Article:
One day, the picture on the cover of Guts & Gore in the window at Rudy's News made him go inside and buy a copy. That issue had a story about some outfit that was getting set up to send divers down to salvage the Andrea Dorea, that ocean liner that sank. That appealed to Vic because of the experience he could get on a job like that.
He wrote to the salvagers - offered to work for just his room and board and the experience he'd get, and told them about his service overseas "with the Marines." (He'd been a mess cook at the base, a Navy white hat, not a Marine). The salvage outfit wrote back that if he didn't have any experience as a deep-sea diver, they didn't have a job for him.
Vic got to be a regular reader of Guts & Gore. Sometimes, he picked up the new copy as soon as Rudy's got it off the truck, before they even got it put up on the rack. Every time Guts & Gore had a story about something he thought he'd like to get a job at, he wrote to the author in care of the magazine. He didn't get many answers back, and of course he didn't get any job that way. But he didn't give up. By winter, he was glad he had that job at the market. All the summer work was over with, and logging was falling off.
Last March, Guts & Gore had a story by a government bounty hunter in one of those little South American countries. The first I heard of it was when Vic came to see me at work and wanted one of our invoice envelopes - the tan ones with the red corners, that we staple on the outside of the crates we ship.
"What for, Vic?"
"Got to send a birch bark plumb to South America, hoss. Back country, up-river. Need a tough envelope. That birch bark'll have to go all the way to the head of the Amanoco by canoe."
"This Texan. Called 'El Tigre.' That's South American for 'The Tiger'."
He opened the latest copy of Guts & Gore to a wild picture - a drawing, not a photograph - of an American with whiskers, a machete in one hand and a .45 automatic in the other, fighting a bunch of South American natives.
"He hunts rebels and outlaws for the government and gets a bounty for 'em. Takes the heads of the big outlaws and the ears of their men, the ord'nary ones."
"What y'writin' him for? T' ask 'im for a job?"
"Why, sure, hoss. This chile could get a lot of good experience thar."
Vic and I worked on his letter that night. He wanted it to be just right - wanted a job with El Tigre worse than he'd wanted any of the others he'd wrote away for. He had enough saved up for a good outfit, and he had a good Colt.45 - just like El Tigre's - and could shoot it pretty good.
We wrote that Vic was looking for experience and would be a good man that El Tigre could count on to back him up in a tight spot. We wrote El Tigre that Vic would pay his on passage to the mouth of the Amanoco and would supply his own outfit and all his ammunition, if El Tigre would just give him a place to sleep. Vic'd even pay for his own food.
When we got done with the letter, Vic couldn't see any way El Tigre could turn him down. I wondered that maybe this "El Tigre" character wasn't just some bum, maybe not even a Texan, who'd turned that story out just to get enough money for a ticket back to the States or to pay hospital bills or just to buy more booze. But Vic was certain sure the story was the real thing.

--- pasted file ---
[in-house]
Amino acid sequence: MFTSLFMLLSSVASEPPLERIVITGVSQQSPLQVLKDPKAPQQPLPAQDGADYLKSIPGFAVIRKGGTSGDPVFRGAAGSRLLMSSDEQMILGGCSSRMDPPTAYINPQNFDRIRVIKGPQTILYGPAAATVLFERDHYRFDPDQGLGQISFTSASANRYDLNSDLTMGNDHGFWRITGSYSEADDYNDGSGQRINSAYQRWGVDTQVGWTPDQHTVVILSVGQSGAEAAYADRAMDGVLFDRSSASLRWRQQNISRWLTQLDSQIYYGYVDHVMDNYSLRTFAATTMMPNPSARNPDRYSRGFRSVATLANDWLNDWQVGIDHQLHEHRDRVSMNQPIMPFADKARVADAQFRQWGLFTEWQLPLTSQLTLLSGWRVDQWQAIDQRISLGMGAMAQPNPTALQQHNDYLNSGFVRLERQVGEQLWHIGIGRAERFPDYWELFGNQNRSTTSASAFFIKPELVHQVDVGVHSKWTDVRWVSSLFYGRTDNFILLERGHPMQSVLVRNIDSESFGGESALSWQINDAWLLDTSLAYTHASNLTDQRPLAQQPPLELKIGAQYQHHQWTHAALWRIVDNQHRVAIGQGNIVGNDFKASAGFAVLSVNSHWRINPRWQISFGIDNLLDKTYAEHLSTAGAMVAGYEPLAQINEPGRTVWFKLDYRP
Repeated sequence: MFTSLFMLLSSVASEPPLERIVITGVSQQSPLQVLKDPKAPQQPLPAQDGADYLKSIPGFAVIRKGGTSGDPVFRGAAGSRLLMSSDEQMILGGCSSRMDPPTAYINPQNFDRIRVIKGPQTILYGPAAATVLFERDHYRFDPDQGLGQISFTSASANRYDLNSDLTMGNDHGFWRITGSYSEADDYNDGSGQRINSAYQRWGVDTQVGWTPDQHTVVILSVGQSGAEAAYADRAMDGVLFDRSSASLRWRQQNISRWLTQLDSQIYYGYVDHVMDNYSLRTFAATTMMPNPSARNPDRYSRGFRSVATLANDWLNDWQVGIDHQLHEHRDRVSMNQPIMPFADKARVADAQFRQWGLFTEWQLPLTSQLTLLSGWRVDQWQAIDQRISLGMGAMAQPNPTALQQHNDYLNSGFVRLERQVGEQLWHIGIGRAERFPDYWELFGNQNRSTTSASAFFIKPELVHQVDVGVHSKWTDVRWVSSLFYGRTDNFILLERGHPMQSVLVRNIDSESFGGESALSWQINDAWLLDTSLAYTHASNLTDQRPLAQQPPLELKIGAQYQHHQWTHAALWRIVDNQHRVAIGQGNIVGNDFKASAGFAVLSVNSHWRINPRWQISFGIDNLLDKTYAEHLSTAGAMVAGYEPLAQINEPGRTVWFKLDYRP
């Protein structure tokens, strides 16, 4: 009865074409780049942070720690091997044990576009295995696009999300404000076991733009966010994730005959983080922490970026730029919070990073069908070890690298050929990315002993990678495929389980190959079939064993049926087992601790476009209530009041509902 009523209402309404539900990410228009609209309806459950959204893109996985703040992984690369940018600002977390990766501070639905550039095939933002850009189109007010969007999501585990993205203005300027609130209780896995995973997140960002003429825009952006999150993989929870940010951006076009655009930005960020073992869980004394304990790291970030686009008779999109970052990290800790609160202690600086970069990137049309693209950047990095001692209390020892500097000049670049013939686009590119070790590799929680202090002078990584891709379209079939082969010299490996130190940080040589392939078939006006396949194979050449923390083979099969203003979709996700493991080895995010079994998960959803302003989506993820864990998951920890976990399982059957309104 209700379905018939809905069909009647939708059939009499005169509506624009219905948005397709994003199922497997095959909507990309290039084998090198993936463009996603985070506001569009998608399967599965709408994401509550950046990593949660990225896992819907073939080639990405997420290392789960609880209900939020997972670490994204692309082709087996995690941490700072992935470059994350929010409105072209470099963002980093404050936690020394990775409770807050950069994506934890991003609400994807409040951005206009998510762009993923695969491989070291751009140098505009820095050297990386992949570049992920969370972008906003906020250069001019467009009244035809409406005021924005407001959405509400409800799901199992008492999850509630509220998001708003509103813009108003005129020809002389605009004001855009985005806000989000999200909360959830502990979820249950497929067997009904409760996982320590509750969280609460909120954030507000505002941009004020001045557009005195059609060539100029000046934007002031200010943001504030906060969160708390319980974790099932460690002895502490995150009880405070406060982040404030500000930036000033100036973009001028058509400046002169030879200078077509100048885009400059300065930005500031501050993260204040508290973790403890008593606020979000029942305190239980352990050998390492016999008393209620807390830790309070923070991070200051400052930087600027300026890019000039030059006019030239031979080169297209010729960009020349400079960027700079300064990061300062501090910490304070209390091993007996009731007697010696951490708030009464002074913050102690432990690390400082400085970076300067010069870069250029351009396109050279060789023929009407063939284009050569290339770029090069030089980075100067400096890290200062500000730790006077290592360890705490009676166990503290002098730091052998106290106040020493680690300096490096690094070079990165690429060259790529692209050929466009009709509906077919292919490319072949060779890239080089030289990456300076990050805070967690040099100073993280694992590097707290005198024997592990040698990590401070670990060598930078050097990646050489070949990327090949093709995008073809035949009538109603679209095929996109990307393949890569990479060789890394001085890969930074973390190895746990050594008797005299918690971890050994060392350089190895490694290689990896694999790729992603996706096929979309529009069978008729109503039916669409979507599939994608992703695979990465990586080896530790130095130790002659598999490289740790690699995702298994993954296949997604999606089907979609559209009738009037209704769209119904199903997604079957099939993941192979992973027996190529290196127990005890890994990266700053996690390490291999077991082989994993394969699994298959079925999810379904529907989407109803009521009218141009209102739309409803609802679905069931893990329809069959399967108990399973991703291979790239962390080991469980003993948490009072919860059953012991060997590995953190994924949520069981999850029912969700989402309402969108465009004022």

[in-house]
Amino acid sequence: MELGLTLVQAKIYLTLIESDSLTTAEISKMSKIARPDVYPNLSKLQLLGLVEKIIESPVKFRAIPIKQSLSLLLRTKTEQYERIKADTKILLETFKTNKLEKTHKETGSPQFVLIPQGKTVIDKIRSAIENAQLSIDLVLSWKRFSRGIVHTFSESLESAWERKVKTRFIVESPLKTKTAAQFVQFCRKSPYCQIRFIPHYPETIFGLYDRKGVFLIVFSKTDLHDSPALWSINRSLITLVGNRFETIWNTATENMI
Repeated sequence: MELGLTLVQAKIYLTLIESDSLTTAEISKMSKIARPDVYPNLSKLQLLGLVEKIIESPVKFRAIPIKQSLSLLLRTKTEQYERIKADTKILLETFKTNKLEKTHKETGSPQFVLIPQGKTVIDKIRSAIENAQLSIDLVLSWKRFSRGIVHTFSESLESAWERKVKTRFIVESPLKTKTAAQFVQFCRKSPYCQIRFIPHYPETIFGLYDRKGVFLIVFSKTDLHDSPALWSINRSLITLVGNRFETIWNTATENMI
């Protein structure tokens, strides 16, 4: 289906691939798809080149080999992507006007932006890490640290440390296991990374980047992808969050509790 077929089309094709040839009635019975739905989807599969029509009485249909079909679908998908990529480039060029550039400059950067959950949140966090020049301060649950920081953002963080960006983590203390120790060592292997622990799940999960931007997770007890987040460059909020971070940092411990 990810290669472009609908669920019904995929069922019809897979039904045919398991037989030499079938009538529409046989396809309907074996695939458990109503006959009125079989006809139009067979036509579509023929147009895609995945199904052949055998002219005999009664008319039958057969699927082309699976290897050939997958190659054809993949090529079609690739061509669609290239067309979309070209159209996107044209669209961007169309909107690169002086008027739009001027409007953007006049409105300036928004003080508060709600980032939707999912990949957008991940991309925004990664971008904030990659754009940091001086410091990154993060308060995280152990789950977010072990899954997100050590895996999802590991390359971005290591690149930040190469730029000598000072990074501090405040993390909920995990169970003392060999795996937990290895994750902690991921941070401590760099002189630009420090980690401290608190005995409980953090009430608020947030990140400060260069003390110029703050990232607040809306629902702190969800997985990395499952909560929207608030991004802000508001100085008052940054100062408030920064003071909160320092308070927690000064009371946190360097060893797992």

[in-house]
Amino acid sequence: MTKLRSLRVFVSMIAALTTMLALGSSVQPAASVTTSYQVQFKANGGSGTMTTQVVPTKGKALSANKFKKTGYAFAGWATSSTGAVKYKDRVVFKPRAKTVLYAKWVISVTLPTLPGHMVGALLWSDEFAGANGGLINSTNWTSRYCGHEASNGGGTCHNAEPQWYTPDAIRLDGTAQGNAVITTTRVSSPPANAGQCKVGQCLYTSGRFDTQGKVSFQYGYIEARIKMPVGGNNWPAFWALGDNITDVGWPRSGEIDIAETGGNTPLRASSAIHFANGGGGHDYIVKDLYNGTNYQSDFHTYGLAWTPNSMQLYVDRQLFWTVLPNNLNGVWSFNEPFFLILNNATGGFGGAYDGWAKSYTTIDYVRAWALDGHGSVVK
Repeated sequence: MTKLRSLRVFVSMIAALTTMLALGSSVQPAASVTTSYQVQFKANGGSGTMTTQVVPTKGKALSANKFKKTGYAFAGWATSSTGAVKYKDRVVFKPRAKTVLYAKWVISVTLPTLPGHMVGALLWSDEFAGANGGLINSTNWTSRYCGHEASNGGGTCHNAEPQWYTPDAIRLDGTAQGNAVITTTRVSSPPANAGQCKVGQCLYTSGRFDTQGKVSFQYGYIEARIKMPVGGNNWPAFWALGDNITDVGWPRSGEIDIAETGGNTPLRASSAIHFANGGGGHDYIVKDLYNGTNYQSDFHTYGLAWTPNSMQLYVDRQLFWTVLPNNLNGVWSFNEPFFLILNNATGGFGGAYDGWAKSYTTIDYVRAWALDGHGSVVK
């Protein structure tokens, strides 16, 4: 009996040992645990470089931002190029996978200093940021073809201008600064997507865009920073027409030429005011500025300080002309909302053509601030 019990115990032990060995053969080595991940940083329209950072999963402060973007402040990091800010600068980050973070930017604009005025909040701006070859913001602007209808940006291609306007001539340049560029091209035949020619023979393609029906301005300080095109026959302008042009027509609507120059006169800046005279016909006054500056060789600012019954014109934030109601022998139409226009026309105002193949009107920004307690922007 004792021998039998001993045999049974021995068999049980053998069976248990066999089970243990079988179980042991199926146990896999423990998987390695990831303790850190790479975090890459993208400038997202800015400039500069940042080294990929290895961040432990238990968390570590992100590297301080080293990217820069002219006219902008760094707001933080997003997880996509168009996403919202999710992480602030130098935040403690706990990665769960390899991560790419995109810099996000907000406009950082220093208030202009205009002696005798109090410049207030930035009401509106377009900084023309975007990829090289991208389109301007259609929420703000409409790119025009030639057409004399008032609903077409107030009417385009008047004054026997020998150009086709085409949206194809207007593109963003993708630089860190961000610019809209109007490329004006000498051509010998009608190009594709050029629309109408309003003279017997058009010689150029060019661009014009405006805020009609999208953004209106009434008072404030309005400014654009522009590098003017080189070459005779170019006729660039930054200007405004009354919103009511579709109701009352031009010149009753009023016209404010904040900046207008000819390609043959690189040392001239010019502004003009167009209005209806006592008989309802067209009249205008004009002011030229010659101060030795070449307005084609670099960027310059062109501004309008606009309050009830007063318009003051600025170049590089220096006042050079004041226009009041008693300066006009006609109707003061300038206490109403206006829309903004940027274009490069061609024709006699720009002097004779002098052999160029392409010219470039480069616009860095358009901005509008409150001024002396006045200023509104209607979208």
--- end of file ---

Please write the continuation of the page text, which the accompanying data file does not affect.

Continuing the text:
"Look here," he'd say, and read some detail in the story, "He's got all that right, jes' like it'd have to be. Warn't no wino wrote that, hoss."
"Maybe not. But here it is, April already. That letter won't get to El Tigre - if there really is an El Tigre, doin' what that story says he's doin' - until next month. Then you can't hear back from him any earlier than June, and it'll probably take you 'til July to get there. Summer'll be 'most over 'fore you even get there."
"Know that, hoss. Don't matter. Gives me time to get up my outfit and get ready to go."
The next day, Vic came home with a surplus machete - just like El Tigre's - and a good whet stone. After supper, he sat down and started putting a good edge on it.
"Thought I knew how to sharpen a good blade," he said, "'til one of the guys at work showed me how to put a real good edge on it. Secret's how smooth, not just how sharp." He pulled up his pants leg and tried to shave hair off his calf with the machete, then went back to stoning it.
Somehow he got onto a sale of GI ammo and bought a case of .45 ball for his Colt. And more stuff. Before long, it wouldn't all fit under his bed and mine. We stacked a lot if it in the closet.
"How you goin' to haul all that gear, Vic? Down there, I mean."
"Oh, ever' now 'n' then, El Tigre takes a man alive to haul his gear for 'im 'til he gets ready to collect the bounty. 'Sides, we'll leave most of it at El Tigre's headquarters or in camp 'til I need some of it along with me."
All he ever talked about anymore was "this man-hunting job with El Tigre." He kept reading Guts & Gore very month, of course, but he didn't write off for any more jobs.
One day, we'd just left Rudy's - Vic with the new issue of Guts & Gore - and were walking past Mau-Jones Sporting Goods. Vic saw one of Rudy Ruana's big bowie knives in the window.
"Look at that, hoss!"
He went right in and bought it. Paid more for it than any two or three knives ought to cost, seemed to me. If Carl Mau'd had two of 'em, he'd've bought one for El Tigre too.